Around the lagoon and town are massive sand dunes, which set the stage for the most popular tourist activities in the area: Sandboarding, dune buggy rides, and dune climbing! 

You’ll find several tour operators in town to set out with, whether you choose to slide down the dunes on a board, stand up like you’re snowboarding, or hop in a dune buggy to rip across the sandy “hills” at high speeds. Some tours include a traditional dinner and bonfire! 

If you’re not the adventurous type, you’ll still enjoy a calm rowboat ride across the lagoon as you take in views of the oasis city and desert around you. 

It’s just over 3 miles from Ica, home to many of Peru’s wineries and Pisco (Peruvian liquor made with grapes) distilleries. You can head out for a guided tour of these places to taste and explore the wider area’s museums (like the Regional Museum of Ica).

13. Mancora

Little wood and thatch homes on the beach in Punta Sal, Mancora, one of Peru's best places to visit

Elisa Locci/Shutterstock

Mancora is a beach destination popular with backpackers and party-seeking travelers on Northern Peru’s coast. It boasts an incredibly beautiful white sand beach, Mancora Beach, with huge swells for surfing and nearby beaches with calmer water for swimming or surfing lessons. 

The town’s main street where all the buzz is focused is Avenida Piura. This is where you’ll find the highest concentration of seafood restaurants, bars, clubs, and shops to browse while you’re in town. 

The atmosphere in Mancora is reminiscent of Ibiza or Cancun, where the party never stops and local hostels, like the well-known Loki, attract young backpackers in search of good times and great company. 

Spend your days lounging on the sunny stretch of beach, taking surfing lessons, dining at nearby restaurants overlooking the ocean, and browsing the local markets for crafts, art, and souvenirs. Sunsets here are breathtaking. 

Outside of town, you can swim with green sea turtles in El Ñuro, visit hot springs and healing mud baths in La Poza de Barro, and check out gentle surf at beaches like Las Pocitas to avoid the crashing waves.

14. Puerto Maldonado

Small observation pint and still water in a well-manicured park in Puerto Maldonado


Enter the Amazon Rainforest through the southern portal of Puerto Maldonado, a lush and humid paradise on the edge of the rainforest. This city sits on the Madres de Dios River and boasts an interesting city center with convenient access to the shaded, leafy world of the Amazon. 

The Tambopata Natural Reserve is Peruvian Amazon region you’ll be exploring from Puerto Maldonado. It’s filled with unique and diverse flora and fauna, from colorful macaws and monkeys to sneaky jaguars and caimans lurking in the river. 

You’ll find many ecotour operators and guide services within the town to set up your excursions. From river cruises to rainforest treks, there’s something for everyone to enjoy from Puerto Moldonado. 

Go into the Obelisco tower in the heart of the town for incredible views of the high canopies surrounding you. The main square, or Plaza de Armas, houses great coffee shops, bakeries, and restaurants to fill up on before you set out on a journey through the Amazon.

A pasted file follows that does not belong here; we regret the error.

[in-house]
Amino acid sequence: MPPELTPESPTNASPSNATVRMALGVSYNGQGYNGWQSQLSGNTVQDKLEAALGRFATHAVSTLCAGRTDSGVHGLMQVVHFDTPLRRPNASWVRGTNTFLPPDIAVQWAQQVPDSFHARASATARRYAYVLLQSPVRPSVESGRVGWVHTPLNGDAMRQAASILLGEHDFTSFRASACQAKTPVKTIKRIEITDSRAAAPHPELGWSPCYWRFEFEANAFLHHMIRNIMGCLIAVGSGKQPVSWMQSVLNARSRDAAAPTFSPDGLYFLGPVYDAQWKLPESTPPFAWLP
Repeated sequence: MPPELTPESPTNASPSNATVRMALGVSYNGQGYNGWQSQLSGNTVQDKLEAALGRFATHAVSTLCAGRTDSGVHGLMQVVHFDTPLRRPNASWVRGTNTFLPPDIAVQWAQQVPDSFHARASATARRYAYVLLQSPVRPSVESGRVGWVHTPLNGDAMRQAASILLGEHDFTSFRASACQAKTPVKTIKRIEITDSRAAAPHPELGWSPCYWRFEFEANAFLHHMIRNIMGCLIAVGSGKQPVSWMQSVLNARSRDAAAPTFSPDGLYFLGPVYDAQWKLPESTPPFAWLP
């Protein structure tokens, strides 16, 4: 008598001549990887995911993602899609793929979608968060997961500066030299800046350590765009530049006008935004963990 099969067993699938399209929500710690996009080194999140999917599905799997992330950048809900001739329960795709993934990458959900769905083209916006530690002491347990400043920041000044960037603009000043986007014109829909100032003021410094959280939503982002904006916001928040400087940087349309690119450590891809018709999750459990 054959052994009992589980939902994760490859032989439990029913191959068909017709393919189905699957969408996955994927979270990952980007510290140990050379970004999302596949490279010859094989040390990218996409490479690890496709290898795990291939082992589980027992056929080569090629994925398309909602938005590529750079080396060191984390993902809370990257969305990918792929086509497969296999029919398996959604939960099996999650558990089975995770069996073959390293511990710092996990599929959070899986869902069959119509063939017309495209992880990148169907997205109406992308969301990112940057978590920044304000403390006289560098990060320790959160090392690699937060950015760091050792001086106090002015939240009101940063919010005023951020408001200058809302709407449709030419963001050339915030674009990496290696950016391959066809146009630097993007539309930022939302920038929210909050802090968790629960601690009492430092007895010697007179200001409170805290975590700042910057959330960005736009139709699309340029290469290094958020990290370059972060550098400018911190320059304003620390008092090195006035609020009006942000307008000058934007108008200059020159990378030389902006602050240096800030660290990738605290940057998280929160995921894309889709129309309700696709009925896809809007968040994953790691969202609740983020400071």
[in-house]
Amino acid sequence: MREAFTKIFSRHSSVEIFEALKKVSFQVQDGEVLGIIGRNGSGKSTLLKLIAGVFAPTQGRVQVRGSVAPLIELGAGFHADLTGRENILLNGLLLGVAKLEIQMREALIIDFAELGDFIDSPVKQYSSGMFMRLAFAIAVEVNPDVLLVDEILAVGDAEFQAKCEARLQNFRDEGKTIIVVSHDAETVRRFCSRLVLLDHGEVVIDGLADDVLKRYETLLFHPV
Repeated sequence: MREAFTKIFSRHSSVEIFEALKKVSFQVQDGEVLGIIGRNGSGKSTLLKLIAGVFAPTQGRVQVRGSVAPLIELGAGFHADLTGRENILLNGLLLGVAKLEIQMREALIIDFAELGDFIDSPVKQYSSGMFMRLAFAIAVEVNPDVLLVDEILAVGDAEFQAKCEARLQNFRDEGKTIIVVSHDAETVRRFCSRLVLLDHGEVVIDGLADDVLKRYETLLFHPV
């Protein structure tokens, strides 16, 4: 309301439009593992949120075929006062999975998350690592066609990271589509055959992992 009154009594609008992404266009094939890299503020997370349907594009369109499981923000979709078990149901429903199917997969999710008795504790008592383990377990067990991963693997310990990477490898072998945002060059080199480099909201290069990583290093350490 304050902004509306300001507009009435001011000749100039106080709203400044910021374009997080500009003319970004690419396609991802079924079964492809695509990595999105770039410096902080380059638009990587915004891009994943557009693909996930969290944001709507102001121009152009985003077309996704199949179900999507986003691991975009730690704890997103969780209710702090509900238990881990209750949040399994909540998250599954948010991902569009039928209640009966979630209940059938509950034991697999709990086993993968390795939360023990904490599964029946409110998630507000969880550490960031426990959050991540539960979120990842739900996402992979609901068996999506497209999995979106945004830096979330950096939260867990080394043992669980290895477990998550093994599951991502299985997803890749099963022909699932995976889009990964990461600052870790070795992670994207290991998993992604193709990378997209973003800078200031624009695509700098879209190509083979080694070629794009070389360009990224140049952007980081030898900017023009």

15. Paracas National Reserve

For a piece on the best places to visit in Peru, a beach stretching as far as the eye can see in Small observation pint and still water in a well-manicured park in Puerto Maldonado

Elisa Locci/Shutterstock

South of Lima, the Paracas National Reserve is an expansive region near Pisco of Peruvian grape brandy fame. Paracas’ landscapes are varied and encompass everything from barren desert sands to offshore islands teeming with wildlife.

Tall cliffs towering over the ocean, dunes rising from the sea of sand that forms the desert, and marine life swimming in the waters just off the coast around the Ballestas islands make it an awesome place to visit.

You’ll watch dolphins, orcas, Humboldt penguins, and sea lions play in the water, birds flying overhead, and chill on laid-back beaches from those with restaurants and facilities, like Playa La Mina near the Lagunillas village, to remote beaches like Playa Mendieta further south.

Visit the Museo de Sitio Julio C. Tello at Paracas Bay to see artifacts, ceramics, and artwork from the area, then stop at the nearby  Centro de Interpretación de Paracas for ecological exhibits that teach you about the conservation goals of the reserve. 

There are other cool places to explore, like the historic fishing village of El Chaco with lots of restaurants and accommodations and the uninhabited Ballestas islands to see hoardes of sea lions with views of the Paracas Candelabra geoglyph at Pisco Bay.

16. Iquitos

Idyllic view of the blue and white buildings of Iquitos with little rickshaws and bikes passing by the camera at an intersection

Matyas Rehak/Shutterstock

Iquitos is your ticket into the Amazon Rainforest if you’re up for an adventurous trek or cruise down the Amazon River. As a secluded and remote area, getting here involves chartering a flight or cruising down the river from Contamana, Caballococha, Yurimaguas, or Requena.

The town has tons of tour operators waiting to take you deep into the rainforest on guided hikes or relaxing, scenic cruises on the Amazon River. You could take a boat to a jungle lodge, fish for piranhas, take a night hike, visit native tribes, and more. 

The Plaza de Armas, or public square, has cool architecture and feels European in design with the scenic surroundings of palm trees and colorful accents on the buildings. You’ll find some excellent restaurants, especially considering that this place isn’t connected by road, here.